Customs of Military Funerals

The practice of draping the casket with the national flag

This custom began during the Napoleonic Wars (1796-1815). The dead were covered with flags and carried from the field of battle on a caisson. When the U.S. flag covers the casket, it is placed so the union blue field is at the head and over the left shoulder. It is not placed in the grave and is not allowed to touch the ground.

Flags for military funerals

Flags are provided for burial services of service members and veterans. The flag for one who dies on active duty is provided by one's branch of service. Flags for other veterans are provided by the Department of Veterans Affairs. The flag is presented to the next of kin at the end of the funeral. If there is no next of kin present, the flag may be presented to another family representative or a close friend of the Veteran.

The practice of firing cannon salutes

The custom of firing cannon salutes originated in the British Navy. When a cannon was fired, it partially disarmed the ship. Therefore, firing a cannon in salute symbolizes respect and trust.

The practice of firing three rifle volleys over the grave

Military funeral honors may include the firing of three rifle volleys over the grave during interment. The president of the United States, as commander-in-chief of the country's armed forces, is authorized this honor.

The firing of three volleys over the grave of a fallen warrior has its origin in the old custom of halting the fighting to remove the dead from the battlefield.

Once the dead were removed, three-musket volleys were fired as a signal that the battle could resume. A firing party of seven service members traditionally fires the volleys. The fact that a firing party might consist of seven service members firing three volleys does not constitute a 21-gun salute.

It has also been suggested that the custom may have deeper roots. In Roman customs, mourners would cast dirt on the coffin three times and this constituted a burial. They would also call the deceased by name three times and upon departure say farewell three times.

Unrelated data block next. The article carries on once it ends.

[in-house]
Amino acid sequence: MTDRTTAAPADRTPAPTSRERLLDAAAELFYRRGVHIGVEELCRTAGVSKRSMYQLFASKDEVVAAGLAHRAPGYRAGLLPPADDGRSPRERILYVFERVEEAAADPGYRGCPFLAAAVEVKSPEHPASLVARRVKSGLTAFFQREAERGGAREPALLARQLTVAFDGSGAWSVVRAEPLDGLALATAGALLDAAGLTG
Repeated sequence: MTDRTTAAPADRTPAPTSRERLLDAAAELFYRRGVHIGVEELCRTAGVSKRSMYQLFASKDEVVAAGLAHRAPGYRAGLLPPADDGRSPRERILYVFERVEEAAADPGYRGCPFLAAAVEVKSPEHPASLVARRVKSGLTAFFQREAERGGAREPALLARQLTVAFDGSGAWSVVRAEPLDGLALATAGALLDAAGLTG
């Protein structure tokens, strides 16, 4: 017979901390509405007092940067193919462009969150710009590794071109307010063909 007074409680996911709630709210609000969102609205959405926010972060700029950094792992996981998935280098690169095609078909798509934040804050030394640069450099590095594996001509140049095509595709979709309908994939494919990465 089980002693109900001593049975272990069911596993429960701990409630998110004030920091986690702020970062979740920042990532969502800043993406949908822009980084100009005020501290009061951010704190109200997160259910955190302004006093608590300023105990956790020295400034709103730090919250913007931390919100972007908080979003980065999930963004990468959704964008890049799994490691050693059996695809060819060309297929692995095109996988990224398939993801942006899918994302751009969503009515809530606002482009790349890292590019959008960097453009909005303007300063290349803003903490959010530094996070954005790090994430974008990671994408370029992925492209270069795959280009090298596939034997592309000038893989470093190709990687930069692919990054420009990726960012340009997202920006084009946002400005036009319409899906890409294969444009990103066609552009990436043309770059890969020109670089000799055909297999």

21-gun salute

All personal salutes may be traced to the prevailing use in earlier days to ensure that the saluter placed himself in an unarmed position. Salute by gunfire is a most-ancient ceremony. The British compelled weaker nations to make the first salute, but in time international practice compelled "Gun for Gun" in the principle of an equality of nations.

In the earliest days, seven guns was a recognized British National Salute. Those early regulations stated that, although a ship could fire only seven guns, the forts could fire for honors three shots to one shot afloat. In that day powder of sodium nitrate was easier to keep on shore than at sea. In time, when the quality of gun powder improved by the use of potassium nitrate, the sea salute was made equal to the shore salute - 21 guns as the highest national honor. Although for a period of time, monarchies received more gun than republics, eventually republics claimed equality. Beginning in our colonial period, the United States fired one shot for each state in the Union. This was continued until 1841 when it was reduced to 21 from 26. Although it was in use for more than 30 years, the 21-gun salute was not formally adopted until Aug. 18, 1875. This was at the suggestion of the British, who proposed a “Gun for Gun Return” to their own 21-gun salute. Today, the 21-gun salute is an internationally recognized honor rendered to heads-of-state.


"Taps" is an American call, composed by the Union Army's Brig. Gen. Daniel Butterfield while in camp at Harrison's Landing, Va., in 1862. Butterfield wrote the call to replace the earlier "Tattoo" (lights out), which he thought too formal. The call soon became known as "Taps," because it was often tapped out on a drum in the absence of a bugler. Before the year was out, sounding Taps became the practice in Northern and Southern camps. The call was officially adopted by the U.S. Army in 1874. Col. James A. Moss, in his Officer's Manual first published in 1911, gives this account of the initial use of Taps at a military funeral: "During the Peninsular Campaign in 1862, a soldier of Tidball's Battery A of the 2nd Artillery was buried at a time when the battery occupied an advanced position concealed in the woods. It was unsafe to fire the customary three volleys over the grave, on account of the proximity of the enemy, and it occurred to Capt. Tidball that the sounding of Taps would be the most appropriate ceremony that could be substituted. The custom, thus originated, was taken up throughout the Army of the Potomac and finally confirmed by orders."

Information gathered from the manual Drill and Ceremonies, July 03, HQ DA, FM 3-21.5